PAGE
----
September 5, 2017

How do you know when you have too much debt, and what are you going to do about it?

There are many clues to having too much debt (credit) some of which seem obvious but others are not so clear.

According to recent statistical reports the average Canadian owes about 1.7 times annual income in debt.  So that begs two questions 1.  Who is the “average Canadian”; and 2.  What is the “average Canadian income”?

Presumably the “average Canadian” is every man woman and child over the age of 15 – that is a statistic commonly used – and the “average Canadian Income” is the mean and not the median.  The mean Canadian Income is about $28,000 gross per annum.

The problems with that data are distribution issues.   About 40% of Canadians earn far less than the mean income and many of them do not qualify for any form of debt.  The highest debt to income ratios actually belong to middle income earners – they have the most access to debt.  High incomes earners generally don’t need debt.

Banks use debt services ratios to determine how much debt their clients can carry, such ratios typically vary from 32-48% of gross annual income.  Considering that Canadians, on average, pay about 48% of their gross income in some form of taxes that doesn’t leave a whole bunch for living expenses.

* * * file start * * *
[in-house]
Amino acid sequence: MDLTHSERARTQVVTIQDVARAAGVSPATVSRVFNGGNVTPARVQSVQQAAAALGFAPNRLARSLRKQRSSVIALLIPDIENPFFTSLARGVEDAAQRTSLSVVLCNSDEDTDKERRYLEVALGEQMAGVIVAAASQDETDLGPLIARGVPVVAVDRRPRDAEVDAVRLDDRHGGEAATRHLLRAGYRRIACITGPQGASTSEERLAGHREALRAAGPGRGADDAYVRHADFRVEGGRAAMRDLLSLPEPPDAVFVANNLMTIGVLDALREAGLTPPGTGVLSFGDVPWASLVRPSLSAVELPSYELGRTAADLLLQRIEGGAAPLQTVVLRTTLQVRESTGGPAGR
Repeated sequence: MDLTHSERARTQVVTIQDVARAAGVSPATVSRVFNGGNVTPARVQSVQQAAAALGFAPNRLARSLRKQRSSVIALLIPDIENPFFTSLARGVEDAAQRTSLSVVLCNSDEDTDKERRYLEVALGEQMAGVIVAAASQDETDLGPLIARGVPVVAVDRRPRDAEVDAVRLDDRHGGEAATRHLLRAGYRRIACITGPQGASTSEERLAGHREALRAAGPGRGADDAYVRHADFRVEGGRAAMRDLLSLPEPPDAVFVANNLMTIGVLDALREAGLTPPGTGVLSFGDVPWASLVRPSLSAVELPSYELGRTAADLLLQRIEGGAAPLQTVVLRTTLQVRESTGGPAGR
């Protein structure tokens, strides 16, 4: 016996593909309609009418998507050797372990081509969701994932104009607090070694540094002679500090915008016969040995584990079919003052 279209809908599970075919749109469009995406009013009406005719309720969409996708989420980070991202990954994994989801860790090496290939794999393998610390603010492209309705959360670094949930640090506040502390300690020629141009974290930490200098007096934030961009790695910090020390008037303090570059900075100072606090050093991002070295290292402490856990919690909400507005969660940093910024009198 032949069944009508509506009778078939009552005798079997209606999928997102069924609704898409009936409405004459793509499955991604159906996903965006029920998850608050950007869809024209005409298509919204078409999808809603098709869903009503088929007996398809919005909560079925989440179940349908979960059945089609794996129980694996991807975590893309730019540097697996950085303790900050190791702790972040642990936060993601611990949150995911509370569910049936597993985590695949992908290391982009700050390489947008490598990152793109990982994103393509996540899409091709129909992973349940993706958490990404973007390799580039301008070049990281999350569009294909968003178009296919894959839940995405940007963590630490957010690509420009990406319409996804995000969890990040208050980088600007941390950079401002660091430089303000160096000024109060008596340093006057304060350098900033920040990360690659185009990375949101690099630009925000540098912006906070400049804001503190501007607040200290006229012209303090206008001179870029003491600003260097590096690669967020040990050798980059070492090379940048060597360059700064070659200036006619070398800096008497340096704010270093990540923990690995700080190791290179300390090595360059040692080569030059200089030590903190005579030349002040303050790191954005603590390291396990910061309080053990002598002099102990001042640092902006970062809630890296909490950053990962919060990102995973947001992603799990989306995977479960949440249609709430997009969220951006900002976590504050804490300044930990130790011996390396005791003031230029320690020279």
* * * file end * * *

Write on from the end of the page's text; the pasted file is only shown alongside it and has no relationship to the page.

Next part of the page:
So how much debt is too much?

If you need to use debt (credit cards or lines of credit) for paying utilities, food and groceries, clothing and other basic living expenses you have too much debt.

If you do have too much debt the first thing you need to do is regain control of your finances.  Open a new bank account somewhere that you do not owe money.  Develop a family budget and stick to it.  Pay aggressively on high interest debts then increase payments to lower interest obligations. If you find that you still need to resort to using debt (credit cards, etc.) for living expenses call our office for a free consultation to look at your other options.